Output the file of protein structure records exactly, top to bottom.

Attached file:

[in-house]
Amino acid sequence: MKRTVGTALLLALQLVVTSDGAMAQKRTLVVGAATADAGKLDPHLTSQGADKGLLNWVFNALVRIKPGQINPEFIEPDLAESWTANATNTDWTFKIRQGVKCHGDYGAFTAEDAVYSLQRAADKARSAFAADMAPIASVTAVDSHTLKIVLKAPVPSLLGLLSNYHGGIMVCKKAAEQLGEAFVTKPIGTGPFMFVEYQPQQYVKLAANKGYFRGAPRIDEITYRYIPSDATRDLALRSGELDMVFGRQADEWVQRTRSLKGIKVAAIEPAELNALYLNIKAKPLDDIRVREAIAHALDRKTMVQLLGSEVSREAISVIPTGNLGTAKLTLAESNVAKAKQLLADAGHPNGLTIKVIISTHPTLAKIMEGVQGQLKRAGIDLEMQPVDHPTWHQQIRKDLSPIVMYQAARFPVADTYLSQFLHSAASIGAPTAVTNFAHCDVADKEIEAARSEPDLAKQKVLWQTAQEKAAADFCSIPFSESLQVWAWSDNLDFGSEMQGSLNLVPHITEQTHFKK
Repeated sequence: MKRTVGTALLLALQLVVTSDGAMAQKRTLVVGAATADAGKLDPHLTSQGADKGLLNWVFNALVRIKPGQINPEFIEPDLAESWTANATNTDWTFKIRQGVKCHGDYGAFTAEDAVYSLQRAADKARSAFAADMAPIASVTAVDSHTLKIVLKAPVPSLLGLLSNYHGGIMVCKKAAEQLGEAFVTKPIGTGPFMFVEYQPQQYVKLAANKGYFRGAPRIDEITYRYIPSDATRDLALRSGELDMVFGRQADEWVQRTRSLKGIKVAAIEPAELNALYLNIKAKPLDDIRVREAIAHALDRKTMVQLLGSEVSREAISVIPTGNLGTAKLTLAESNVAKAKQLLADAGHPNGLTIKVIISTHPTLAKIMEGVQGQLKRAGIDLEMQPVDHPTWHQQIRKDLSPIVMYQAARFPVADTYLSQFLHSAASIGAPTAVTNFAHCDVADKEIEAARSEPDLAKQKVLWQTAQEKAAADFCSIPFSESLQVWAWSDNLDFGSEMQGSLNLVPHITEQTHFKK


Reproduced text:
[in-house]
Amino acid sequence: MKRTVGTALLLALQLVVTSDGAMAQKRTLVVGAATADAGKLDPHLTSQGADKGLLNWVFNALVRIKPGQINPEFIEPDLAESWTANATNTDWTFKIRQGVKCHGDYGAFTAEDAVYSLQRAADKARSAFAADMAPIASVTAVDSHTLKIVLKAPVPSLLGLLSNYHGGIMVCKKAAEQLGEAFVTKPIGTGPFMFVEYQPQQYVKLAANKGYFRGAPRIDEITYRYIPSDATRDLALRSGELDMVFGRQADEWVQRTRSLKGIKVAAIEPAELNALYLNIKAKPLDDIRVREAIAHALDRKTMVQLLGSEVSREAISVIPTGNLGTAKLTLAESNVAKAKQLLADAGHPNGLTIKVIISTHPTLAKIMEGVQGQLKRAGIDLEMQPVDHPTWHQQIRKDLSPIVMYQAARFPVADTYLSQFLHSAASIGAPTAVTNFAHCDVADKEIEAARSEPDLAKQKVLWQTAQEKAAADFCSIPFSESLQVWAWSDNLDFGSEMQGSLNLVPHITEQTHFKK
Repeated sequence: MKRTVGTALLLALQLVVTSDGAMAQKRTLVVGAATADAGKLDPHLTSQGADKGLLNWVFNALVRIKPGQINPEFIEPDLAESWTANATNTDWTFKIRQGVKCHGDYGAFTAEDAVYSLQRAADKARSAFAADMAPIASVTAVDSHTLKIVLKAPVPSLLGLLSNYHGGIMVCKKAAEQLGEAFVTKPIGTGPFMFVEYQPQQYVKLAANKGYFRGAPRIDEITYRYIPSDATRDLALRSGELDMVFGRQADEWVQRTRSLKGIKVAAIEPAELNALYLNIKAKPLDDIRVREAIAHALDRKTMVQLLGSEVSREAISVIPTGNLGTAKLTLAESNVAKAKQLLADAGHPNGLTIKVIISTHPTLAKIMEGVQGQLKRAGIDLEMQPVDHPTWHQQIRKDLSPIVMYQAARFPVADTYLSQFLHSAASIGAPTAVTNFAHCDVADKEIEAARSEPDLAKQKVLWQTAQEKAAADFCSIPFSESLQVWAWSDNLDFGSEMQGSLNLVPHITEQTHFKK